MEXICO CITY - There was something unsettling about what U.S. Army Undersecretary Joseph Westphal said at the University of Utah's Hinckley Institute of Politics this month. It was maybe an ominous trial balloon.
Westphal's Feb. 8 lecture touched on wild speculation that the U.S. Army might end up fighting insurgents in Mexico, according to the Salt Lake City daily The Deseret News.
What's odd is that public-policy analysis is usually clear, precisely measured and hardly ever droll. Scenarios are allowed, even welcomed, if they have some linkage to the situation to help visualize likely or probable events.
But Westphal's statements were aimed at making the point that future battles might NOT take place in the Middle East.
How could he be so sure?
Well, with that going unaddressed, the next concern according to him was for U.S. Army intervention in Mexico. But it wasn't "just about drugs and illegal immigrants," he was quoted.
If that isn't a big hint about what is, I don't know what is.
Yes, it's about what he says it isn't. The double-speak means it probably is, or at least poses a rationale or a pretext or possibly even a cover story.
In other words, the trafficking of illegal drugs is a reason for military intervention because it is driving up violence in parts of Mexico (and we don't want our drug users and gun-runners to cause violence abroad).
That's a big factor, although he raises it by saying it isn't the concern. Nor is it the other driving force "illegal immigrants," either. But if you think about it, almost all "illegal immigration" is not "illegal" when those people are in Mexico. That raises the question, why would he even bring up this second factor in the first place?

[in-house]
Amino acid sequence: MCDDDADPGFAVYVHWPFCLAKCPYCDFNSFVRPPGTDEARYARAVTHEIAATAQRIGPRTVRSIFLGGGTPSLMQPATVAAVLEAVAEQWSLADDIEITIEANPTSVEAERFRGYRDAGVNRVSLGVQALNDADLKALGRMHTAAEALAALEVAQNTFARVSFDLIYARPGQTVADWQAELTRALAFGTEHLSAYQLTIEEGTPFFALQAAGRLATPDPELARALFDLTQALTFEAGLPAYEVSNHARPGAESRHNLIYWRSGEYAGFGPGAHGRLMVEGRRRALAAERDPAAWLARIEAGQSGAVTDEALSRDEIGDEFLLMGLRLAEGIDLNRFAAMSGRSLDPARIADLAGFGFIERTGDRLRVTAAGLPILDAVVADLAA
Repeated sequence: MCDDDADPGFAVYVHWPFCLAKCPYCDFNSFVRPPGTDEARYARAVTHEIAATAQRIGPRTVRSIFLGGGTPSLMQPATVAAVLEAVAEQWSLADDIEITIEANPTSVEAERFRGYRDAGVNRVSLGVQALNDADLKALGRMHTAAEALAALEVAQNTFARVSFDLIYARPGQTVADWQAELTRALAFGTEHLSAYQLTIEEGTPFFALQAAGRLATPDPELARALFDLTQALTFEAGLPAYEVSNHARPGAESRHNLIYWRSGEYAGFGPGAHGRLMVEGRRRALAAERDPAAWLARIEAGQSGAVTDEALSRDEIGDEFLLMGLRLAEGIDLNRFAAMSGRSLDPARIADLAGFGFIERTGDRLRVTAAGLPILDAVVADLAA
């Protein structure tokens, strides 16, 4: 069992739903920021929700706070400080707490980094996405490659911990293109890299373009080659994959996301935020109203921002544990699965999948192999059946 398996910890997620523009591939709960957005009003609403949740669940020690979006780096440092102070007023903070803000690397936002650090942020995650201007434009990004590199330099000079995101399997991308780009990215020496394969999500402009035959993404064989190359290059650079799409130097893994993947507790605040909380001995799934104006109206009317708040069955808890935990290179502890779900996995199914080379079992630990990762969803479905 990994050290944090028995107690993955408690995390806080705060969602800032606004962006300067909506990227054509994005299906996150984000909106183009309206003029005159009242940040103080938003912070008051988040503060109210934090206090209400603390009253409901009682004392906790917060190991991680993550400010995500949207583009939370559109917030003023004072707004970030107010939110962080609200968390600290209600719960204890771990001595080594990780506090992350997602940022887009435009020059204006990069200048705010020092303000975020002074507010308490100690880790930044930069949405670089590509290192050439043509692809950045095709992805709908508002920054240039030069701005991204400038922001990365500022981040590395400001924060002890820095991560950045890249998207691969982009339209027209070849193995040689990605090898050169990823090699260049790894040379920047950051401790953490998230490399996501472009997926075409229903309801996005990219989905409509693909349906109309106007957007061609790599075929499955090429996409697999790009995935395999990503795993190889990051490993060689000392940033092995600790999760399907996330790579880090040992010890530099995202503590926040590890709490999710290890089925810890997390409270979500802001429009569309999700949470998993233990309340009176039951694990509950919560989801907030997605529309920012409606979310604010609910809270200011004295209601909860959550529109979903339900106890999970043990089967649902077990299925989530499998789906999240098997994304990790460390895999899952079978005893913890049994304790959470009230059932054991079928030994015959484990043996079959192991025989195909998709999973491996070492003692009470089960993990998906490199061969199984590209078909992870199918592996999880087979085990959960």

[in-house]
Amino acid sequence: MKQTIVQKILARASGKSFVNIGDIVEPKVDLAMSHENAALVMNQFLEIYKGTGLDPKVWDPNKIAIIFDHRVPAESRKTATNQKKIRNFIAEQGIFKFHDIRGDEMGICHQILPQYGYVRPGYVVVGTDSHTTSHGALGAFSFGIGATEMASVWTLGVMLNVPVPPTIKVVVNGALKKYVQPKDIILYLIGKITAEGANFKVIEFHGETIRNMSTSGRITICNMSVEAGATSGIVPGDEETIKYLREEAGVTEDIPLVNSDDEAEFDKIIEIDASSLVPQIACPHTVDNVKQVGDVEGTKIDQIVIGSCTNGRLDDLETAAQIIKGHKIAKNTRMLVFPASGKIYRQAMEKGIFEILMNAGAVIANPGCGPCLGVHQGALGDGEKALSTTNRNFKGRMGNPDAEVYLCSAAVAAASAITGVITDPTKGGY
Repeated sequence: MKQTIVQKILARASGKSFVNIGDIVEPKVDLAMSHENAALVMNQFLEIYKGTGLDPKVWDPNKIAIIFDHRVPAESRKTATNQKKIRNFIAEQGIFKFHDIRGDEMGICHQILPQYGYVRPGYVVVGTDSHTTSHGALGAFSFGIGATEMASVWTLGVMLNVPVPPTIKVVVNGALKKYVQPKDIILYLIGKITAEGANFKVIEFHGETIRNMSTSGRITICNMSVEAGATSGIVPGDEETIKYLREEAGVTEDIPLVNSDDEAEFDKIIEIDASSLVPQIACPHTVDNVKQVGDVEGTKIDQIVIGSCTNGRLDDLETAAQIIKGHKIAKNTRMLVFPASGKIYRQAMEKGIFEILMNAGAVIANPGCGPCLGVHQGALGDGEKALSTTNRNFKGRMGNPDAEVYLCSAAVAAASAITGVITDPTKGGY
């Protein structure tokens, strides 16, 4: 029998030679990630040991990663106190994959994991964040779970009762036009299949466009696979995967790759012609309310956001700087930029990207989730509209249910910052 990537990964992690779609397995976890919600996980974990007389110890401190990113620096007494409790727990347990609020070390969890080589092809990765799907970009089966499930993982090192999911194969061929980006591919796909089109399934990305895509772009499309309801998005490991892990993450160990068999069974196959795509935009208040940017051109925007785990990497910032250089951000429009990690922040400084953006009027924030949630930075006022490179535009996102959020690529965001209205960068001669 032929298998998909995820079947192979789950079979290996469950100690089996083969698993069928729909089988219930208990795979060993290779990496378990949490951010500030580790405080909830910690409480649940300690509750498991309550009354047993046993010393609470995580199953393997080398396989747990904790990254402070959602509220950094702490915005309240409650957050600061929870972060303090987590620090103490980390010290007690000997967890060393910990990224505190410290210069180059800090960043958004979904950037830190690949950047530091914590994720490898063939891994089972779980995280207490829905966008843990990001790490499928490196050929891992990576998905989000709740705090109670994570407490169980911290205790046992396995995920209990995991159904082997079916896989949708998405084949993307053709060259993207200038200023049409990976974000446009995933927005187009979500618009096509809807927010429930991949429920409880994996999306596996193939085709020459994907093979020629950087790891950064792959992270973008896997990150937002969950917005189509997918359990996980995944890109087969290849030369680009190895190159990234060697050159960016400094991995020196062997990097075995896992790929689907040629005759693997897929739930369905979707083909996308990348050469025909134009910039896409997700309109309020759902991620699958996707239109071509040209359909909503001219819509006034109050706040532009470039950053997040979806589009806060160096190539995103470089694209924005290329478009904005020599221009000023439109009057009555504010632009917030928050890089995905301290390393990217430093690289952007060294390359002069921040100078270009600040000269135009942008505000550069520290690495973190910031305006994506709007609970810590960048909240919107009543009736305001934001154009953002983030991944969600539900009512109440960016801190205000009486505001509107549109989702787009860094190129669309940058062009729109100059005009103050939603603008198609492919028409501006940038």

No, it's not drugs or immigrants. So what is it?
According to the undersecretary, the need for intervention "is about the potential takeover of a government that's right on our border."
That suggests the problem is that Mexico is on OUR border and not far enough away or across a sea, or maybe far enough away, like where Central America is.
Someone should have told the undersecretary that Mexico has been where it is since the 1840s, and its borders are not a recent development.
Then Westphal shifted gears and said he was upset about the effects that corruption could have in Mexico and they don't have enough civilian oversight. Mexican President Felipe Calderon and its congress don't count?
By the following day, Westphal was backtracking and apologizing for saying U.S. troops might be needed for an "insurgency" in Mexico and he had mistakenly characterized the drug cartels and the Mexican government's ability to stop them.
He took pains to say that his statements at the policy institute did not reflect the views of the Defense Department, the president or any other government official.
All of a sudden he was just Joe Blow mouthing off. That sounds suspiciously like a trial balloon that burst.
Maybe the undersecretary had a little too much sherry before his lecture. Nawwww. That's not possible. Not in Utah.
Nor will the lecture ever compare with, say, the 1946 speech by Winston Churchill, at Westminster College, in Fulton, Mo., in which he used the term the "Iron Curtain" to define the staging of a policy.
To put it in that category, Westphal could have talked about the drug curtain or immigrant or corruption curtains, and then declared that more war and isolation will follow that noble calling.
Of course, if he had, he surely would have been fired before his plane landed back in Washington. In fact, he should have been fired for what he did say and for what he said he didn't say.
Before Westphal's speech, many have speculated that the Obama administration was going to develop a new Latin American policy. Could this have been it?